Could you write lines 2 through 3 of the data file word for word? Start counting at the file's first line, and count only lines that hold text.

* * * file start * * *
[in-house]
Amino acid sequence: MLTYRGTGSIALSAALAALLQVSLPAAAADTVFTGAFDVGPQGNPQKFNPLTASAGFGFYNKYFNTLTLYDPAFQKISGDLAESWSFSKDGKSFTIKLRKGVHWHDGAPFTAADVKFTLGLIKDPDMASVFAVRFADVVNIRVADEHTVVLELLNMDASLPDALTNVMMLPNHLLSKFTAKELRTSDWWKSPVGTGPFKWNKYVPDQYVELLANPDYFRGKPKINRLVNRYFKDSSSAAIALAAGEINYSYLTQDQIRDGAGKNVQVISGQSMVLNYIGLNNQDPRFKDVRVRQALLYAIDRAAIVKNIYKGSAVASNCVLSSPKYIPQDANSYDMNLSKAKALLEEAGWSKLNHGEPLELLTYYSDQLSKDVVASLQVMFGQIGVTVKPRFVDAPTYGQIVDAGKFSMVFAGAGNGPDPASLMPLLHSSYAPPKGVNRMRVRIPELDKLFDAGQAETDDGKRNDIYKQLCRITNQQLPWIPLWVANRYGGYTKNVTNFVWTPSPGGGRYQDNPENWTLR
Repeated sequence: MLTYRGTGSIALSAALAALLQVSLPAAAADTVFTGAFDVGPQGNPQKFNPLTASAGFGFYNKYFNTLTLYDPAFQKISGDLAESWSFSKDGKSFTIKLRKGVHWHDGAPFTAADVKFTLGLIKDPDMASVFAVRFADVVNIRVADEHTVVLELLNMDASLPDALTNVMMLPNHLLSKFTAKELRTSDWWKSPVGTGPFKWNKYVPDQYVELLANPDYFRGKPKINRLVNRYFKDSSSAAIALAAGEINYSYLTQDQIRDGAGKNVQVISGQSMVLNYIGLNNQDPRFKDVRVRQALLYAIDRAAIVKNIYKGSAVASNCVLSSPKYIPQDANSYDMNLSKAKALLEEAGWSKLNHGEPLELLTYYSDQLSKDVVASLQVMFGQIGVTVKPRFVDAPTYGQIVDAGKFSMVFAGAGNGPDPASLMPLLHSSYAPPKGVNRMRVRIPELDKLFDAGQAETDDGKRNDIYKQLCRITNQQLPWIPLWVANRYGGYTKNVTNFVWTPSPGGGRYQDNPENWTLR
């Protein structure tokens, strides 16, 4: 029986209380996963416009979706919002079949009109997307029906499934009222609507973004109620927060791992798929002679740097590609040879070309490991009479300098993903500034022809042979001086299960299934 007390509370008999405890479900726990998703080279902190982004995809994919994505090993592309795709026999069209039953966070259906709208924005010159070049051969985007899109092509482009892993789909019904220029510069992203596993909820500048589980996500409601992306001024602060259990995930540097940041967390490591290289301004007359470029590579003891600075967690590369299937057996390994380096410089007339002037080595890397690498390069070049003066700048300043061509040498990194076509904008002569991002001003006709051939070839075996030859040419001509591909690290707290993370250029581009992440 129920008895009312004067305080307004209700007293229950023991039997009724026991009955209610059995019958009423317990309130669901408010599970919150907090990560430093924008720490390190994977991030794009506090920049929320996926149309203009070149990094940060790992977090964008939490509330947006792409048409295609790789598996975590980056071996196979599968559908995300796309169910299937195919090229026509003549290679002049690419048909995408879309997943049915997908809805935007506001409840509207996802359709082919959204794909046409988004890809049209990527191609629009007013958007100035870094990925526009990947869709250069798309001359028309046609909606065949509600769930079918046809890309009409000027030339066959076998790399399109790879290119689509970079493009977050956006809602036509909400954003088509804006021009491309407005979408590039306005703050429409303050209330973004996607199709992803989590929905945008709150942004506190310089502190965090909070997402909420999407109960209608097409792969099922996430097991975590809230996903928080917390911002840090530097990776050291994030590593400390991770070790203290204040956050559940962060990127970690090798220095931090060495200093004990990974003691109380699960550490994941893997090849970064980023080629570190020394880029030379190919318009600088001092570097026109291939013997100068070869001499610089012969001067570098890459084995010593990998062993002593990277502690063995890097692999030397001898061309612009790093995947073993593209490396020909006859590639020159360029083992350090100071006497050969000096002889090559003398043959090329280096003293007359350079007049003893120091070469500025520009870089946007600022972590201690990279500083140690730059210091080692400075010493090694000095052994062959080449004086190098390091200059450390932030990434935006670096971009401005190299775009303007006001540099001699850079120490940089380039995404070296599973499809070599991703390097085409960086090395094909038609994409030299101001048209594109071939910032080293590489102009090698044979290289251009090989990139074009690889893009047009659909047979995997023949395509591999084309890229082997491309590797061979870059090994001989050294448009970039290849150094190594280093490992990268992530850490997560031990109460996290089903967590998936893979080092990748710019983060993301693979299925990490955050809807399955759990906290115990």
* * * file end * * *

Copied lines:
Amino acid sequence: MLTYRGTGSIALSAALAALLQVSLPAAAADTVFTGAFDVGPQGNPQKFNPLTASAGFGFYNKYFNTLTLYDPAFQKISGDLAESWSFSKDGKSFTIKLRKGVHWHDGAPFTAADVKFTLGLIKDPDMASVFAVRFADVVNIRVADEHTVVLELLNMDASLPDALTNVMMLPNHLLSKFTAKELRTSDWWKSPVGTGPFKWNKYVPDQYVELLANPDYFRGKPKINRLVNRYFKDSSSAAIALAAGEINYSYLTQDQIRDGAGKNVQVISGQSMVLNYIGLNNQDPRFKDVRVRQALLYAIDRAAIVKNIYKGSAVASNCVLSSPKYIPQDANSYDMNLSKAKALLEEAGWSKLNHGEPLELLTYYSDQLSKDVVASLQVMFGQIGVTVKPRFVDAPTYGQIVDAGKFSMVFAGAGNGPDPASLMPLLHSSYAPPKGVNRMRVRIPELDKLFDAGQAETDDGKRNDIYKQLCRITNQQLPWIPLWVANRYGGYTKNVTNFVWTPSPGGGRYQDNPENWTLR
Repeated sequence: MLTYRGTGSIALSAALAALLQVSLPAAAADTVFTGAFDVGPQGNPQKFNPLTASAGFGFYNKYFNTLTLYDPAFQKISGDLAESWSFSKDGKSFTIKLRKGVHWHDGAPFTAADVKFTLGLIKDPDMASVFAVRFADVVNIRVADEHTVVLELLNMDASLPDALTNVMMLPNHLLSKFTAKELRTSDWWKSPVGTGPFKWNKYVPDQYVELLANPDYFRGKPKINRLVNRYFKDSSSAAIALAAGEINYSYLTQDQIRDGAGKNVQVISGQSMVLNYIGLNNQDPRFKDVRVRQALLYAIDRAAIVKNIYKGSAVASNCVLSSPKYIPQDANSYDMNLSKAKALLEEAGWSKLNHGEPLELLTYYSDQLSKDVVASLQVMFGQIGVTVKPRFVDAPTYGQIVDAGKFSMVFAGAGNGPDPASLMPLLHSSYAPPKGVNRMRVRIPELDKLFDAGQAETDDGKRNDIYKQLCRITNQQLPWIPLWVANRYGGYTKNVTNFVWTPSPGGGRYQDNPENWTLR